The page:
Kremlin-controlled lender VTB has moved its chief executive and chief operating officer from its London investment banking business to Frankfurt in the wake of a strategic business review and as its UK operation’s losses have quadrupled to $212.7mn, bne IntelliNews can reveal.
In a recent filing to UK Companies House, chairman Philip Dayer disclosed that bank had overhauled its management in London, with its CEO and COO both transferring to VTB Bank’s fast growing European base in Frankfurt. In a comprehensive 151-page earnings disclosure, Dayer said the decision was taken “to the help with the continued development of the group’s European platform.”
The move comes after the Russian bank’s parent in Moscow initiated an overhaul of its business to reduce its presence in the UK and to build out a trading book capability at its European subsidiary VTB Europe (SE) in Frankfurt. That had led to business lines and other bankers being relocated from London to Frankfurt in the wake of Brexit and the retention of severe sanctions against the bank.
In an August 5 interview with German newspaper Handelsblatt, group chief executive Andrey Kostin said VTB "has relocated substantial parts of our business and around 100 people from London to Frankfurt” since the start of the Brexit process. The Frankfurt operation now has total assets worth €8bn and mainly focuses on European companies doing business in Russia and vice versa.
The July filings also reveals that VTB Capital plc, the UK business, last year reported a quadrupling of losses to $212.7mn compared with a post-tax loss of $59mn in 2019. The bank said the loss for the year “is 100% attributable to the legacy portfolio, with the new target operating model producing a small profit.”
VTB, which once boasted a headcount of over 600 bankers in London, further cut this number by the end of December last year to 143 from 179. The bank previously told bne IntelliNews that "the target headcount" is 120 people, which entails a further 23 jobs losses.
The bank last year retained its status as the leading arranger of mergers and acquisitions in Russia as well as in equity and debit capital deals. However, the volume of capital market activity shrank after the pandemic led to sharp fall in global economic activity. Notable deals for VTB included its role in the IPOs of shipper Sovcomflot and online retailer Ozon, the acquisition of Highland Gold by Fortiana Holdings, a sovereign Eurobond issue by Uzbekistan and bond sales by Russian corporates such as Norilsk Nickel, Sibur and Alrosa.
VTB is trapped in an expensive lease for its European headquarters in London for another three years even as its builds up a new investment base in Frankfurt.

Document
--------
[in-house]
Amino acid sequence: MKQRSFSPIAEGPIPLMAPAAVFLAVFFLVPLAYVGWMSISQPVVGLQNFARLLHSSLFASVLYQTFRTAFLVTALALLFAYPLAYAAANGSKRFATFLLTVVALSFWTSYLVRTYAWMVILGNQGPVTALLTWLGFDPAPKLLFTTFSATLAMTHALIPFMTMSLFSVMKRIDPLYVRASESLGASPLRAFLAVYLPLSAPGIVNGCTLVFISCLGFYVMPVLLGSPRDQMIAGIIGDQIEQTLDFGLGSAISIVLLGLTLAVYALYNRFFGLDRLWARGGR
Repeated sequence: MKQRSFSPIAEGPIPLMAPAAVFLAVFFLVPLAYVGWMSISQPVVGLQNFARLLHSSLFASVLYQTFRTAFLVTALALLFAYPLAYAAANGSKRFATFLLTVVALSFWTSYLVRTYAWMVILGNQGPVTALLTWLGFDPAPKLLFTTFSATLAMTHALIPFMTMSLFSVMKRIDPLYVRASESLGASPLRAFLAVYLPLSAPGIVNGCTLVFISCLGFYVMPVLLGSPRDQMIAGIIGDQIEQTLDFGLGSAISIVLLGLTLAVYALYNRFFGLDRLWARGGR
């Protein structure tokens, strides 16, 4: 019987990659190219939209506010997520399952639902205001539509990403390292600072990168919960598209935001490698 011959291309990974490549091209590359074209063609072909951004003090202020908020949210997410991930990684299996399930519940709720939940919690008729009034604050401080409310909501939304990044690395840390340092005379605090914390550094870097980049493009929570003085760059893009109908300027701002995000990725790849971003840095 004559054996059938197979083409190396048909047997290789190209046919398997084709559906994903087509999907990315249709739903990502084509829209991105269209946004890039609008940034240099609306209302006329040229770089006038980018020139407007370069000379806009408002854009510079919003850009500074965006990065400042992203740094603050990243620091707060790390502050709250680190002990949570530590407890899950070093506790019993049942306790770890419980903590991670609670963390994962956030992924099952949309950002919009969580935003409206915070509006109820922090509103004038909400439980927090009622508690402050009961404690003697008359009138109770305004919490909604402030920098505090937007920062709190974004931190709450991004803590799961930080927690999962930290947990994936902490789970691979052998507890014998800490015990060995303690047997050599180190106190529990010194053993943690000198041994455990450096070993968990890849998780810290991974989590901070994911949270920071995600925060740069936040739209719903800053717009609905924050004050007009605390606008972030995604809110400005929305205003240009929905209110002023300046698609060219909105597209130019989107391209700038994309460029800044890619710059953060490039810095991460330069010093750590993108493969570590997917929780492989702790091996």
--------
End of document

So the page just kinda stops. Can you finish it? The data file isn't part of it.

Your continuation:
Russia's second-biggest bank signed a 20-year lease in 2008 for its office bang in the heart of the City’s financial district on Bank Junction, immediately adjacent to the Royal Exchange, the Mansion House and the Bank of England.
But VTB only occupies two of the five floors and has entered into lease agreements to sub-let three of the floors it doesn’t use.
“The group has the option, as stipulated in the agreement, to first break the lease in August 2024,” said the filing. “Office space for the five floors at 14 Cornhill, London as the lessee, have the lease term of twenty years to February 2028.”
As part of an initial retrenching, VTB closed its fixed income cash bonds business in Hong Kong and dumped its loss-making Wall Street operation in a management buyout. Previous filings show that VTB lost $1mn after vacating the lease early for its Wall Street base. At one stage, Kostin even threatened to remove the bank's listing from the London Stock Exchange (LSE) in favour of China.
Kostin, who himself was sanctioned, has accused the UK regulators of making excessive demands on the UK operation due to Russia’s conflict with Ukraine. A former Soviet diplomat, Kostin also caused a stink in September 2018 after describing the current British Prime Minister Boris Johnson as a “jerk” at a press conference in Moscow.
In late 2015, New York-based Evercore Partners ended its deal-making joint venture with VTB due to US sanctions. As business has dried up in the US and the UK, both VTB Capital (VTBC) and its parent have made an aggressive push to secure more business in Africa and Asia, with mixed results.
The move to Frankfurt has been in the works for a while. In 2017, Kostin first told Handelsblatt about his plans to bundle its European businesses in a new HQ in Frankfurt.
"We want Frankfurt to be the headquarters for this bank because we believe that this city will become an even more important centre for financial activity after Brexit," said Kostin, who added that VTB may yet remain in London in some capacity.
The bank said VTB Capital Zug in Frankfurt has "now become the heartbeat" of its international commodities business following the merger of three of the group's entities across continental Europe.
In its heyday, VTBC contributed a third of its parent’s profits, but those days appear to be long gone as it fights for relevance amid sanctions and a global recession triggered by COVID-19.
A former VTB executive in London told bne IntelliNews that he believes that the lender will retain a UK presence, albeit a much diminished one. “Frankfurt is politically a much better bet and fit for Russian bankers now,” said the banker. “Once they can break that lease, VTB will move to a much smaller and more discreet office.”